Longevity is a Blessing and a Curse

It is amazing how long people are living and the wonderful quality of life they live. We had a client that was 93 and was a fantasy football fanatic. Another client was 94 and still playing tennis and golf. We have a client over 100 and she is still sharp as a tack. We are blessed to be able to live long and fulfilling lives these days. Longevity is a real blessing but does not come without some challenges. The longer you live the larger the nest egg you will need and additional planning around things like long-term care is important as well. For tips on how to increase longevity or to review and make sure you will have enough income in retirement do not hesitate to contact us at financialplanning@bfsg.com

Disclosure: BFSG does not make any representations or warranties as to the accuracy, timeliness, suitability, completeness, or relevance of any information prepared by any unaffiliated third party, whether linked to BFSG’s web site or blog or incorporated herein and takes no responsibility for any such content. All such information is provided solely for convenience purposes only and all users thereof should be guided accordingly. Please see important disclosure information here.

The Basics of Annuities & Mutual Funds Webinar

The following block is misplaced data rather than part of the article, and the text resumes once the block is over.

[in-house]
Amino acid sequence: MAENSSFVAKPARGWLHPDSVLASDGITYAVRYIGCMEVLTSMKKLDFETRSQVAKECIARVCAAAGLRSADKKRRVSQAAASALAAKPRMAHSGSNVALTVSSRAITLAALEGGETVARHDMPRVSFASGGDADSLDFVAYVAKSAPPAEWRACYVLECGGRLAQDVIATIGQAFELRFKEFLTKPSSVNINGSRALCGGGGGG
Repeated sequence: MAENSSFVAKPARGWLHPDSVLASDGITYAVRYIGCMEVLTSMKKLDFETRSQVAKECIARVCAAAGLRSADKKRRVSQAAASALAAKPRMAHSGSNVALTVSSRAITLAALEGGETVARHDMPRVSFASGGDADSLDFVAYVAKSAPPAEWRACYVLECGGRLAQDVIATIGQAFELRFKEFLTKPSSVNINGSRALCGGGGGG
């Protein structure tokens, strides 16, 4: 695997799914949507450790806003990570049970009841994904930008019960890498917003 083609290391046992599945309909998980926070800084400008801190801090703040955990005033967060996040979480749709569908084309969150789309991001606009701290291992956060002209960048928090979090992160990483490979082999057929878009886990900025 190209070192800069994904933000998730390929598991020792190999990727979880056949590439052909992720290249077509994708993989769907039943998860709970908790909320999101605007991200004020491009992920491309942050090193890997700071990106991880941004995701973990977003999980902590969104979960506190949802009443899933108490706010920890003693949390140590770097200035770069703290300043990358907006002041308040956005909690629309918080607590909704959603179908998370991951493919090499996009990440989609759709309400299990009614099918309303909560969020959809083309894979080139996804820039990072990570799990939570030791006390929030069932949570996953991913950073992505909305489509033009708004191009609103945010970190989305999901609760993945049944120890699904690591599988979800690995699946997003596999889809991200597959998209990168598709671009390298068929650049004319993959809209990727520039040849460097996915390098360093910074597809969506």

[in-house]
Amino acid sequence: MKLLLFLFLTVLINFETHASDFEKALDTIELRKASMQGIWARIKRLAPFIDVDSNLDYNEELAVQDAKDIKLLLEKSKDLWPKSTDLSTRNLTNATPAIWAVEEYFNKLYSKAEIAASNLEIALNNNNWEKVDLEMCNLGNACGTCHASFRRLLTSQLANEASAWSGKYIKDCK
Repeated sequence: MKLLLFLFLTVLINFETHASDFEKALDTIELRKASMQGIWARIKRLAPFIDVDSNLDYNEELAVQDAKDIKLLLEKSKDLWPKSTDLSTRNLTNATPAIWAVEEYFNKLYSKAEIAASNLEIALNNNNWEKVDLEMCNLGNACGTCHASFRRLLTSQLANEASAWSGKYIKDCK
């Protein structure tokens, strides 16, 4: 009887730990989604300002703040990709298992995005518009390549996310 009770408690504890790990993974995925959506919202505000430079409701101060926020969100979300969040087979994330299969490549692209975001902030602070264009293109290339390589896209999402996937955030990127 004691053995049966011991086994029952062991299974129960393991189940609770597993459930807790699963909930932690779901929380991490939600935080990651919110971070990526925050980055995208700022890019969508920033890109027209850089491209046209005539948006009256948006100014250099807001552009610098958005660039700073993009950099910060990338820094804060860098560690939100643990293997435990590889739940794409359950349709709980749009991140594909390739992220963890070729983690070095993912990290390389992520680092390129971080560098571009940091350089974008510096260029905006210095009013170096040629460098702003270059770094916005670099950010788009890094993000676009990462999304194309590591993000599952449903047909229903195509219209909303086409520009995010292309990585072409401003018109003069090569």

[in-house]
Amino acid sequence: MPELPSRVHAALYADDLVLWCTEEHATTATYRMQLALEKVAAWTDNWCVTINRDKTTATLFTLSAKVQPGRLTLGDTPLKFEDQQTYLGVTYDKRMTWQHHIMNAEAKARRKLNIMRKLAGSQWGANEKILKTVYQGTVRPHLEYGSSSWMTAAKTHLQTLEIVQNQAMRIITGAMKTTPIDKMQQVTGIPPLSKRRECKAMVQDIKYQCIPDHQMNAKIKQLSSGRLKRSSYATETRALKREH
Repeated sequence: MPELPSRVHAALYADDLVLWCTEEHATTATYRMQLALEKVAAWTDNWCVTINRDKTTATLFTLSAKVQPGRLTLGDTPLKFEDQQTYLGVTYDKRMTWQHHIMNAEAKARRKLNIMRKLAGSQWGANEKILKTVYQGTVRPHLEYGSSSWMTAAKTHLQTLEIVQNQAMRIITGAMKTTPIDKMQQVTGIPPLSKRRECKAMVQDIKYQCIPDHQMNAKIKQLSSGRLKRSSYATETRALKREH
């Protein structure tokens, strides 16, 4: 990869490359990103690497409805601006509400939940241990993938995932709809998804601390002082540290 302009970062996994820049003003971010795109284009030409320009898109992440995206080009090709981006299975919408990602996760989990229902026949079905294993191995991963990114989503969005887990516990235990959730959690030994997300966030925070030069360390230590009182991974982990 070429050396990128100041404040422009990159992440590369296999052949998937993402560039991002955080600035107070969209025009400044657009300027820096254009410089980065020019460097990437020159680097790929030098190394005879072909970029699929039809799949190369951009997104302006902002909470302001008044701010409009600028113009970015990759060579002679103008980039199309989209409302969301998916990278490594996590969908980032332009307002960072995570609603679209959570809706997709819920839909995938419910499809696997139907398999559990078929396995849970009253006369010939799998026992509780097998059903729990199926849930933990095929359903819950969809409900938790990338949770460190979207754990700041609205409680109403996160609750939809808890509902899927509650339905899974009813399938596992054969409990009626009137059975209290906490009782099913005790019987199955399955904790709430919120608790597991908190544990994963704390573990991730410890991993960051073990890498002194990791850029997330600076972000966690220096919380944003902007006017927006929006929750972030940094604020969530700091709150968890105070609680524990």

BFSG’s Senior Financial Planner, Paul Horn, CFP®, CPWA®, was invited to be a guest speaker for the “It’s Your Money!” workshop series put on by not-for-profit Financial & Estate Literacy. These workshops educate seniors to take control of their financial, estate, and charitable giving decisions. For this session, Paul focused on two of the most heavily sold products by financial brokers/dealers: annuities and mutual funds. Learn the basics and what to look for by clicking HERE.

Disclosure: BFSG does not make any representations or warranties as to the accuracy, timeliness, suitability, completeness, or relevance of any information prepared by any unaffiliated third party, whether linked to BFSG’s web site or blog or incorporated herein and takes no responsibility for any such content. All such information is provided solely for convenience purposes only and all users thereof should be guided accordingly. Please see important disclosure information here.

Save for Retirement or Pay Off Debt

First Things First: Build an Emergency Fund

Experts agree you should have three to six months of living expenses set aside in a safe, interest-bearing account. What you earn on that money is irrelevant. The main goal or objective of this investment is liquidity. Not having an emergency fund can prove to be a very costly mistake. For example, if you need to replace the brakes in your car, if your rent increases, or if you even lose your job. None of this is predictable. Without an emergency fund most people reach for the high-interest rate credit cards to pay their expenses. This strategy is in conflict with your long-term goal of saving for retirement.